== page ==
The New Dad’s Guide to Surviving Perinatal and Postpartum Depression and Anxiety
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This is a guest post from Peter Mutuc – check out their website.
Based on the findings of Perinatal Anxiety & Depression Australia aka PANDA, around 100,000 aussie families are affected by post and antenatal depression and anxiety. PANDA is a non-profit organization dedicated to providing support for these families, and according to them, 1 in 20 men experience antenatal depression (during the pregnancy) while 1 in 10 men experience postnatal depression (after the baby is born).
If you’re one of these men, the first step towards getting better is simple: seek help.
Never Be Afraid or Ashamed of Asking for Help
It’s a pretty simple thing to do, but for men who are not used to expressing themselves or confronting their emotions, it can be hard to even just start seeking help.
A lot of this is because of society’s expectations of men and masculinity. A great majority of perinatal and postpartum depression occurs in women, and men are traditionally expected to just ‘tough it out’ and support their families as best they can.
But if you’re a new dad who’s struggling with pregnancy-related depression and anxiety, you need to be able to support yourself first before you can support anyone.
According to Christina Hibbert, founder of the Arizona Postpartum Wellness Coalition, “the big issue for men is to take the depression seriously and be able to recognize it’s really happening.” Paternal postnatal depression and anxiety is a medical condition, and it should be treated like one – as soon as possible.
Unfortunately, when it comes to depression, you can’t just ‘walk it off’. The sooner you seek treatment, the better able you’ll be to support you family, now and in the future.
So, talk to the people you trust and let them know what’s going on in your life. It doesn’t necessarily have to be the mother of your child/children. It can be your best friend, a family member, or anyone who can understand and support you.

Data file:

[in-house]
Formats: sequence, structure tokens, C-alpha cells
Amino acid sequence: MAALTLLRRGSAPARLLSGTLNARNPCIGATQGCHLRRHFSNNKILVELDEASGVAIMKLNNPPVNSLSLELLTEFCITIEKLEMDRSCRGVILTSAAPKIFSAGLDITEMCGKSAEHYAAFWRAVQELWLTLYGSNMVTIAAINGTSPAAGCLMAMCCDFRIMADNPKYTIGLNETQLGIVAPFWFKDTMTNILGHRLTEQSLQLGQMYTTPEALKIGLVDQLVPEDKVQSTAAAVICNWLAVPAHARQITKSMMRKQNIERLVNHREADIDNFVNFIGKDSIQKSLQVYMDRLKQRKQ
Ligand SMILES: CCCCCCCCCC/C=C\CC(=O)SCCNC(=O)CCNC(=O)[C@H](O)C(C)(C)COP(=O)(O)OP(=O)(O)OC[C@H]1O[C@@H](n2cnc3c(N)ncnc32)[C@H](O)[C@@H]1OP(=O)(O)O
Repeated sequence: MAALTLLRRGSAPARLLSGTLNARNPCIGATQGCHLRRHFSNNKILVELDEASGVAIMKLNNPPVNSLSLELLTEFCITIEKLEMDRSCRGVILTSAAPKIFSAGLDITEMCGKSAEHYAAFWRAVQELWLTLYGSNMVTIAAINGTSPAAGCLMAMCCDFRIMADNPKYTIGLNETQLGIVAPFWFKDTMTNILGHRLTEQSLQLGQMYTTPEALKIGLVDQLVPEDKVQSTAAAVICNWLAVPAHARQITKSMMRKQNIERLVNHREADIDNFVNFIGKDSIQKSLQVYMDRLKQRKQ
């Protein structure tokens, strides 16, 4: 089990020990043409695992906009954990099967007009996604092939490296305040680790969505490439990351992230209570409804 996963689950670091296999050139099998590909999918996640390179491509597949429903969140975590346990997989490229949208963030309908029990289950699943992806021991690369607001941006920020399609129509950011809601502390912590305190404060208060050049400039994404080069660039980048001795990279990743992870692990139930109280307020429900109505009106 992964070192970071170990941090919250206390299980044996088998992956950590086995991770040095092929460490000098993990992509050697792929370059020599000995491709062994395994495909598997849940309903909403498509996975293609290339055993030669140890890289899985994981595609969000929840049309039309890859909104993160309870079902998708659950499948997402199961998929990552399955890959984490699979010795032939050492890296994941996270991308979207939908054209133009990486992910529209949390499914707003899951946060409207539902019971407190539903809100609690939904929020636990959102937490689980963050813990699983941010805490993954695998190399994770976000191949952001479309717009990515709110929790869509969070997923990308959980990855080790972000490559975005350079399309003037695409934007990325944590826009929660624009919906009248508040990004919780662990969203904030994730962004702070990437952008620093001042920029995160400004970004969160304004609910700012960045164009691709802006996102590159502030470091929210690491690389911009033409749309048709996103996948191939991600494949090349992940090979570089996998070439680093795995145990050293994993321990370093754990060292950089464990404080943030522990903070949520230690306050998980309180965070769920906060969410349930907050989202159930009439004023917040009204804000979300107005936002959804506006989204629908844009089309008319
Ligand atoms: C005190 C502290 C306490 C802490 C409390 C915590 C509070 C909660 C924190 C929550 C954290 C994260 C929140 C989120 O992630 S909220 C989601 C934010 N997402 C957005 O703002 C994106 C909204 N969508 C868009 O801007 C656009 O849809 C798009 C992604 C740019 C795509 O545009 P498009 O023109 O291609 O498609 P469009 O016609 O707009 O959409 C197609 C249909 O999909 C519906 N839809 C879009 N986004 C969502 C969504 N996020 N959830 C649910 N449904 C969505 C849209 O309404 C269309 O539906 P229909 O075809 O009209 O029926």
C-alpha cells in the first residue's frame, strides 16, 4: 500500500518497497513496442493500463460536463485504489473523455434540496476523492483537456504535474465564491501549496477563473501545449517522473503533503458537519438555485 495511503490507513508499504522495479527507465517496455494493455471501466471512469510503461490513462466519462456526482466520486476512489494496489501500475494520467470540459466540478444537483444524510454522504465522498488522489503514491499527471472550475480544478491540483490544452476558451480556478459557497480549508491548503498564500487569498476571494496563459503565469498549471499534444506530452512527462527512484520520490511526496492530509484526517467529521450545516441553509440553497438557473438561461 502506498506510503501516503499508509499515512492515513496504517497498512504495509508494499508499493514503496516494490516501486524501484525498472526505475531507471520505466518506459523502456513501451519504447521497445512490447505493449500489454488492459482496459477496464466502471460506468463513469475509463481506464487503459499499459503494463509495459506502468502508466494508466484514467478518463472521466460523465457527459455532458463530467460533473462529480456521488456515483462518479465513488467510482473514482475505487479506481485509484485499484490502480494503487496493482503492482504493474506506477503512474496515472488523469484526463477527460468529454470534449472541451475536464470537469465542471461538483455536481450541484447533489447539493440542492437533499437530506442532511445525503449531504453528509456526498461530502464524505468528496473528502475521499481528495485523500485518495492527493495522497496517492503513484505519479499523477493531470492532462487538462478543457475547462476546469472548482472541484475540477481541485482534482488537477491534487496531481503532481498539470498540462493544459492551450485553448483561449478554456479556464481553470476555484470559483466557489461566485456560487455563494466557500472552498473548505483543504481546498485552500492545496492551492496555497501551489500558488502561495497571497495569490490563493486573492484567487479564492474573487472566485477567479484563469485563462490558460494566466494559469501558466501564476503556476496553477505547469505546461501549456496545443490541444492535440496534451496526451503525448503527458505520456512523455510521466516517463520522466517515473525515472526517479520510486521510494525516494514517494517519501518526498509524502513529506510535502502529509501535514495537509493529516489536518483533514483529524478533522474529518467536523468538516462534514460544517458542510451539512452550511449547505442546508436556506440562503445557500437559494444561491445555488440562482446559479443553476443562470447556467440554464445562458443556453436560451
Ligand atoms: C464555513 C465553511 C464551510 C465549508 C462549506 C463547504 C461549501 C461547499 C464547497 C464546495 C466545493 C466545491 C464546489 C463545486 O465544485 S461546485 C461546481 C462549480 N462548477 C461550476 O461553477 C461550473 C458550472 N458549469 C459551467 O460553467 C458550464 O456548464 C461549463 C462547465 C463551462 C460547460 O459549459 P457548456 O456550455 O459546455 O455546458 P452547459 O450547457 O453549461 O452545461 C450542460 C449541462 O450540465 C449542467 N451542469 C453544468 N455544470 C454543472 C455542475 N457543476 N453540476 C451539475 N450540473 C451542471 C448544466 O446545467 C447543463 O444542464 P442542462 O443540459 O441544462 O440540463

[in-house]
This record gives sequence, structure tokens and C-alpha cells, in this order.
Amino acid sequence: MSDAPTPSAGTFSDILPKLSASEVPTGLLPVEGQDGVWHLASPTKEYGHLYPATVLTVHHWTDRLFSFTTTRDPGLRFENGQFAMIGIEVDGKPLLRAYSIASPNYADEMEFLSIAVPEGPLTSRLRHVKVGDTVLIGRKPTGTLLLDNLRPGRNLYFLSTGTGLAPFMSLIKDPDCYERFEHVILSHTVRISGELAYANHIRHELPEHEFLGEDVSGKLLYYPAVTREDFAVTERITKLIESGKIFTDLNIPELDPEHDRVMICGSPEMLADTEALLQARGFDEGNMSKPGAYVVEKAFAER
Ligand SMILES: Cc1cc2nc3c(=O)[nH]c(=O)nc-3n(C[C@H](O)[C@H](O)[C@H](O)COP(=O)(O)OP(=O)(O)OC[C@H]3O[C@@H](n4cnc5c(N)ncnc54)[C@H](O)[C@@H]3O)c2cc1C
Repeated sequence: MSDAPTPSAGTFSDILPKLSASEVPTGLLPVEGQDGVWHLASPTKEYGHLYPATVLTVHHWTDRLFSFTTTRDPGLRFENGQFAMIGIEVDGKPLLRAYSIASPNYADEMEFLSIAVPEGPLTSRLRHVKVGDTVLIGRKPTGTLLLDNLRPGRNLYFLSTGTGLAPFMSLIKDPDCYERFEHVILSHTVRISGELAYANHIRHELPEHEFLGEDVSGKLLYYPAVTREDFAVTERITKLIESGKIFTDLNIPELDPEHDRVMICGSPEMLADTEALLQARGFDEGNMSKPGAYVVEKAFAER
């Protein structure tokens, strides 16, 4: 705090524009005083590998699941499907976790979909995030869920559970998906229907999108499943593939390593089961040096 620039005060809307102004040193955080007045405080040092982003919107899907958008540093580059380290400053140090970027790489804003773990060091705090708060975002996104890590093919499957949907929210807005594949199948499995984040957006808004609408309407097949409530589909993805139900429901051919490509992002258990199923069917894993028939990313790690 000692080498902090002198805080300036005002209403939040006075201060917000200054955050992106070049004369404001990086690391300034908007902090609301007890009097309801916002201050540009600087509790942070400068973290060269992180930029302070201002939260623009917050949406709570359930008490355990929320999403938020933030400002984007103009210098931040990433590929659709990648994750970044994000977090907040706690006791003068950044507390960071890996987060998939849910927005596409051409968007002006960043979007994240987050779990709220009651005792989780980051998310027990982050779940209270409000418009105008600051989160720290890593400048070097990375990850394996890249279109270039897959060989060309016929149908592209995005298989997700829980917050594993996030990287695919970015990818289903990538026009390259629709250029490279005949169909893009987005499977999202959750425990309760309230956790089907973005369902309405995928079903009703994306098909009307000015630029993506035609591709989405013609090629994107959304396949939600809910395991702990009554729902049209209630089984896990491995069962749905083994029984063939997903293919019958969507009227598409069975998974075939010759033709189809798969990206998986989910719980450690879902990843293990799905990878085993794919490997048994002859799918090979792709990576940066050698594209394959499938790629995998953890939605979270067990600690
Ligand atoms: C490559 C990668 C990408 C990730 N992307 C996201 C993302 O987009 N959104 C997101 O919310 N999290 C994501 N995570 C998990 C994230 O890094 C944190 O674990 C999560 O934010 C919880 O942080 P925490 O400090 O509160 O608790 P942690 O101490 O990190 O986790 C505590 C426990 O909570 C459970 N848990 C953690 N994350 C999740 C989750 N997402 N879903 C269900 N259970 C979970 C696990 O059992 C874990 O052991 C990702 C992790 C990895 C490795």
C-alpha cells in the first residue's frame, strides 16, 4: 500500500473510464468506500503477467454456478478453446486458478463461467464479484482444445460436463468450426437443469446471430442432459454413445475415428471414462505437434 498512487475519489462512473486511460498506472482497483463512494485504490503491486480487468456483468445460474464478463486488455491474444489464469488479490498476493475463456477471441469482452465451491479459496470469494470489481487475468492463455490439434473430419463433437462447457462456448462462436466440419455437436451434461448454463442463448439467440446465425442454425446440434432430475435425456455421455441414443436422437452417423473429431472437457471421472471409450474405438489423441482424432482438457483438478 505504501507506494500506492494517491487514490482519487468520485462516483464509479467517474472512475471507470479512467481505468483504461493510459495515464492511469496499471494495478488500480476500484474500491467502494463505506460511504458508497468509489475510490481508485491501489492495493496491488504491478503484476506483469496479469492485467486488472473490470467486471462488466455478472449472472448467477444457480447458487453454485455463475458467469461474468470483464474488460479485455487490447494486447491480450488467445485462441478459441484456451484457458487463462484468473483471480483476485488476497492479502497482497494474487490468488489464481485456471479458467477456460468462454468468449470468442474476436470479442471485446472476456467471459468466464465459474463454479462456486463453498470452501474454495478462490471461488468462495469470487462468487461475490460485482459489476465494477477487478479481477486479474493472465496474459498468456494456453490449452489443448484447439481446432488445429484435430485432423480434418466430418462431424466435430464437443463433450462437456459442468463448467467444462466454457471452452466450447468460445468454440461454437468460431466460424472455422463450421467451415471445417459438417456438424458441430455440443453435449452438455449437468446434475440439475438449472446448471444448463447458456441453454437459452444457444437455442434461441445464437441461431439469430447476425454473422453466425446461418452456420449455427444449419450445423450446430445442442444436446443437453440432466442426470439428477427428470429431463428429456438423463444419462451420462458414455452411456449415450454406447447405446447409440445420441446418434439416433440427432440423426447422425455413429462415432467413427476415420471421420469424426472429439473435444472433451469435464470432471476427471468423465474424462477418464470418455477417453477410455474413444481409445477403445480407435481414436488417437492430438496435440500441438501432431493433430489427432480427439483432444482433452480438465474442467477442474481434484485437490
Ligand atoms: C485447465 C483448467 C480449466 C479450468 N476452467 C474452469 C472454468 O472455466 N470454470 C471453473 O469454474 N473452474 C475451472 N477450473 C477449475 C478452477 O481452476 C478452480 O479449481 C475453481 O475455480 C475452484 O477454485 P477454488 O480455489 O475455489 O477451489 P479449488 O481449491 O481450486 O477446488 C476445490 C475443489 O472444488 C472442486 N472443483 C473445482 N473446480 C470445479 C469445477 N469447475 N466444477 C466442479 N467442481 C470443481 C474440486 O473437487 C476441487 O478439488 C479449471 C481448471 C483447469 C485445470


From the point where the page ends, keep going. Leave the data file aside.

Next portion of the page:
If you feel that you need more help, get an expert’s opinion and recommendation for therapy sessions, and if necessary, accompanying medication. The most recent research reveals that therapy is highly effective at mitigating depression.
Depression is Different From “The Blues”
If your negative feelings last for more than 3 weeks without dropping in intensity, it’s probably already depression.
This can be accompanied by changes in appetite and weight (sudden loss or gain), very little energy for any activity (even ones you used to enjoy), insomnia, oversleeping, and being generally unmotivated. If you suspect that a family member of yours may be struggling with anxiety and depression, watch for any of these symptoms.
When even the activities that you used to really enjoy can’t mitigate these symptoms and negative feelings, it’s definitely depression.
Try Eating Right and Exercising Regularly
Doing these might not instantly make you feel better, but they’re certainly steps in the right direction. Treating your body well can contribute a lot to keeping you positive about the future.
If you just eat right and maintain a regular exercise routine, you’re giving yourself a much higher chance of bouncing back from depression, no matter how bad it’s become. If you can somehow manage to stay somewhat physically healthy during all this, that’s one less major thing you need to worry about.
Men Experience Pregnancy-Related Hormonal Changes Too
Stop blaming yourself. There’s a biological reason why you’re depressed.
It’s not just pregnant women who experience significant changes in hormone levels. Being a new dad comes with lowered testosterone levels as well as higher levels of estrogen, which makes them biologically predisposed to depression immediately after the pregnancy.
Combined with the sleep deprivation of new parenthood, these imbalances can set the stage for major cases of anxiety and depression, both in women and in men. It can get even worst for couples with complicated relationships, financial problems, work-related stress, and/or have experienced complications during the pregnancy.
When things get to be too much, simply talking to family and friends (while sometimes helpful) may not suffice to make things better. Family and friends can’t always help – it’s just one of the harsh realities of full-blown depression. So, if you or someone you know may be struggling from paternal postpartum depression and anxiety, immediately seek professional help and treatment.
If Peter Mutuc isn’t sculpting, writing, editing, drawing, skating, cycling, wrestling with his Labrador, or actively regulating his sleeping patterns through at least 150 minutes of weekly exercise, he’s usually just online, creating and developing web content for One Bed Mattress.